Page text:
Can same-sex couples move to these states and sue for recognition of their contract? Yes, and that does seem to be a strategy. Because of the deeply held beliefs—the strong rationale for marriage—it would seem reasonable for such couples to either stay where they have a recognized contract or assume that their contract is not binding. But instead of accepting that limitation for themselves, they press for all of society to change. So far, however, no case has made it through the lower courts to the point where a test case could reach the Supreme Court.
My hope for the Supreme Court is that they are swayed by the awareness that Roe v. Wade was not only bad law, it interfered with the state-by-state working out of a divisive issue. The court, I believe, will try to prevent such intrusion for now. I think they are likely to seek some middle-of-the-road still indecisive decision.
On Prop 8 I hope they will find in favor of the people’s law, but whichever way it goes, they are likely to clarify that the decision is only pertaining to the people of California and their initiative process.
On DOMA, I think they should uphold, because to do otherwise would be very disruptive to contract law and would be the most intrusive decision. Even if I’m wrong, I think they will try to find a way to prevent the decision from being a declaration of a new “civil right” for anyone to marry anyone of their choice.
As with Obamacare, we’re trying to predict the minds of Kennedy and Roberts. Kennedy tends to look consistently at civil rights fairness, so it’s hard to know whether he will succumb to the drumbeat argument of the opposition or consider the full meaning of the marriage contract. He is an unknown.
Rumor over the weekend was that Justice Roberts has a lesbian cousin who was sitting in his section during the hearing. I assume that report is intended to cause us to believe that merely having a cousin with an assumed opinion is enough to change the chief justice’s opinion on what the Constitution says. I hope that isn’t so, but I offer no guarantees. Roberts went way out of his way on Obamacare not to strike down the law. It seemed so out of character that people have speculated conspiracy theories, that the administration holds some piece of evidence (even if it’s something untrue and manufactured) over him as a threat, so he must not cross them. Maybe so, but it could be that he just personally seeks to avoid acting in a declarative way.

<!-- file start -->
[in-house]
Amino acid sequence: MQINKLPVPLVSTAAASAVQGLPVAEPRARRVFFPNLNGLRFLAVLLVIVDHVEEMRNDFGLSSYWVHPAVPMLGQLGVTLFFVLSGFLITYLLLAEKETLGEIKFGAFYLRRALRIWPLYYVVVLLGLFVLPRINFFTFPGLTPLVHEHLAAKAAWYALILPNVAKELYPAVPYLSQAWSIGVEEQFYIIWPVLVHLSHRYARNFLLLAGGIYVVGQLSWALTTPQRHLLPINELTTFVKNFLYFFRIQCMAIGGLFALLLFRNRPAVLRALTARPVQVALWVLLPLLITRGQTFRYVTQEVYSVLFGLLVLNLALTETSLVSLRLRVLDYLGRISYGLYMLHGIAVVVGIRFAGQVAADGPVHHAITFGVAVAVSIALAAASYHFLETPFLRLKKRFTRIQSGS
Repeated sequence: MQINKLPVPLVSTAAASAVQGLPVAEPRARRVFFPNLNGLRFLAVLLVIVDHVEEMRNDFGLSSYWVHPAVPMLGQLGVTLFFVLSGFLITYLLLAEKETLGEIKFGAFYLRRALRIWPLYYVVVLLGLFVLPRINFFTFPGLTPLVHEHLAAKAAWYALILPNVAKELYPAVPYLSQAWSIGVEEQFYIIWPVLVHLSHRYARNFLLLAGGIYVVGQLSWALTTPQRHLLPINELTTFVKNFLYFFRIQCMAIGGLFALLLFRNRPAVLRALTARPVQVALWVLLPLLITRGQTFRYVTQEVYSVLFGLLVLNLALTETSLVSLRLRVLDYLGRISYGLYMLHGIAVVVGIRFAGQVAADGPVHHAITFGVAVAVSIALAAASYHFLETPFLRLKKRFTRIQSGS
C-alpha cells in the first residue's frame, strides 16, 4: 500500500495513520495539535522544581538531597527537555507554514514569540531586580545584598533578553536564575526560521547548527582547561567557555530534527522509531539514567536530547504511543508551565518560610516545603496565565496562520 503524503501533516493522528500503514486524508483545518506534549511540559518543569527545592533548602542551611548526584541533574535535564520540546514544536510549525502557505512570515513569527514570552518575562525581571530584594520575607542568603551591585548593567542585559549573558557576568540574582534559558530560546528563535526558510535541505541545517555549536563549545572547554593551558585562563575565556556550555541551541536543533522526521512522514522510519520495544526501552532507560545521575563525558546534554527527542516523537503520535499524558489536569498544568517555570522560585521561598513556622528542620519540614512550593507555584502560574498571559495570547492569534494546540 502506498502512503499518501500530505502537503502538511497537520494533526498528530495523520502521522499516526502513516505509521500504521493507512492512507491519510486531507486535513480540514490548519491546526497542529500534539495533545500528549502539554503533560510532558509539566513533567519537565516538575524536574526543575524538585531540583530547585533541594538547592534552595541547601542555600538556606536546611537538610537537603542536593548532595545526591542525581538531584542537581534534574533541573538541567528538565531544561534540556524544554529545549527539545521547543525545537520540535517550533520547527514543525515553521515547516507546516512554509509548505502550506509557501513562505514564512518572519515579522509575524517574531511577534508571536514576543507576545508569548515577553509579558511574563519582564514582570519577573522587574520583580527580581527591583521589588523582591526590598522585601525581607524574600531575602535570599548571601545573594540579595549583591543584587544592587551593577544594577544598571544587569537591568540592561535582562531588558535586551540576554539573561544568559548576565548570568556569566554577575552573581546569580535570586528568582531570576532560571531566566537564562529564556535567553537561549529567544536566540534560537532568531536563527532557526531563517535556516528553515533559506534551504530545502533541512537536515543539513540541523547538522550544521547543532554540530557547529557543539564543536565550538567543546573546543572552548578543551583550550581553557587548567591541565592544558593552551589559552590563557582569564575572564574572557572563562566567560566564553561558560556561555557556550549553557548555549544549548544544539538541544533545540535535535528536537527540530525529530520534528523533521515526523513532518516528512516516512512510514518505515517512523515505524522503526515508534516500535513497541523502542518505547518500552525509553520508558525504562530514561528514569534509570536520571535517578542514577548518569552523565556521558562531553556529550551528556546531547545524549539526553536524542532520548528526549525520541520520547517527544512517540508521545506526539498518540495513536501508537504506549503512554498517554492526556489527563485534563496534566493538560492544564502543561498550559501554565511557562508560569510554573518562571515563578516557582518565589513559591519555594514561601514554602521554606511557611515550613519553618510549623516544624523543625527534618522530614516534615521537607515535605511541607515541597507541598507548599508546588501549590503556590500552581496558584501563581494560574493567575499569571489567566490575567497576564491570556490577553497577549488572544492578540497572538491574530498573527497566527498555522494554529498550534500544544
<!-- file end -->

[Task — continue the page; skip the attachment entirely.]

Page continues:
At any rate, it is unfortunate that the future of civilization is on a knife edge, at the mercy of nine unelected political appointees, two-thirds of whom are more likely to work toward their desired outcome rather than declare what the Constitution says. (May Thomas, Alito, and Scalia live long and healthy lives!)
On an ironic side note, on Sunday, March 24, about 300,000 protestors marched on the capital of France, in defiance of a bill sponsored by their president that would allow same-sex “marriage,” which has already passed the lower parliament. Even the people of France, where sex outside of marriage has been considered a cultural norm for centuries, are standing up against the imposition of the homosexual agenda.